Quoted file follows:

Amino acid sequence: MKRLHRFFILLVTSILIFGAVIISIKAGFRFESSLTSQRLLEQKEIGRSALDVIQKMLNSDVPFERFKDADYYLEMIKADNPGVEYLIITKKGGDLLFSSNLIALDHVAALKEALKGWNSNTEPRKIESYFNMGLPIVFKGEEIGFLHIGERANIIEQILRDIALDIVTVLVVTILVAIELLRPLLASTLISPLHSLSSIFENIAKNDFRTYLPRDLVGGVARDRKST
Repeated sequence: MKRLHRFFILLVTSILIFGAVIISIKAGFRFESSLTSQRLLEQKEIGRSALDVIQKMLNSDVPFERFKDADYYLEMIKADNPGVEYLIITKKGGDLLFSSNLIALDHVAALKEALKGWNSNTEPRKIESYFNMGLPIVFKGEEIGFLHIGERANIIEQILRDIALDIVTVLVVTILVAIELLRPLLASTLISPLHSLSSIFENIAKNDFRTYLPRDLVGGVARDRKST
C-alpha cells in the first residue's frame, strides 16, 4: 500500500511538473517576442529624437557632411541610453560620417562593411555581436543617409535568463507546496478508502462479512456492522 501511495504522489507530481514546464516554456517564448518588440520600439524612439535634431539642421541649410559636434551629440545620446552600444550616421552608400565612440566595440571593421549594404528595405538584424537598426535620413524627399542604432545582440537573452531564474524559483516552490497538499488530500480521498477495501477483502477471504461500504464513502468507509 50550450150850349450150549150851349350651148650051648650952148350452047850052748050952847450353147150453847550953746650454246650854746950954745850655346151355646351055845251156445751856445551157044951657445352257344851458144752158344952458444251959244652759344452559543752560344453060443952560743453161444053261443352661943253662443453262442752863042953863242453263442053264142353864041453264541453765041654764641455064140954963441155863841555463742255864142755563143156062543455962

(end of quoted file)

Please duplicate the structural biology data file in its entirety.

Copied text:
Amino acid sequence: MKRLHRFFILLVTSILIFGAVIISIKAGFRFESSLTSQRLLEQKEIGRSALDVIQKMLNSDVPFERFKDADYYLEMIKADNPGVEYLIITKKGGDLLFSSNLIALDHVAALKEALKGWNSNTEPRKIESYFNMGLPIVFKGEEIGFLHIGERANIIEQILRDIALDIVTVLVVTILVAIELLRPLLASTLISPLHSLSSIFENIAKNDFRTYLPRDLVGGVARDRKST
Repeated sequence: MKRLHRFFILLVTSILIFGAVIISIKAGFRFESSLTSQRLLEQKEIGRSALDVIQKMLNSDVPFERFKDADYYLEMIKADNPGVEYLIITKKGGDLLFSSNLIALDHVAALKEALKGWNSNTEPRKIESYFNMGLPIVFKGEEIGFLHIGERANIIEQILRDIALDIVTVLVVTILVAIELLRPLLASTLISPLHSLSSIFENIAKNDFRTYLPRDLVGGVARDRKST
C-alpha cells in the first residue's frame, strides 16, 4: 500500500511538473517576442529624437557632411541610453560620417562593411555581436543617409535568463507546496478508502462479512456492522 501511495504522489507530481514546464516554456517564448518588440520600439524612439535634431539642421541649410559636434551629440545620446552600444550616421552608400565612440566595440571593421549594404528595405538584424537598426535620413524627399542604432545582440537573452531564474524559483516552490497538499488530500480521498477495501477483502477471504461500504464513502468507509 50550450150850349450150549150851349350651148650051648650952148350452047850052748050952847450353147150453847550953746650454246650854746950954745850655346151355646351055845251156445751856445551157044951657445352257344851458144752158344952458444251959244652759344452559543752560344453060443952560743453161444053261443352661943253662443453262442752863042953863242453263442053264142353864041453264541453765041654764641455064140954963441155863841555463742255864142755563143156062543455962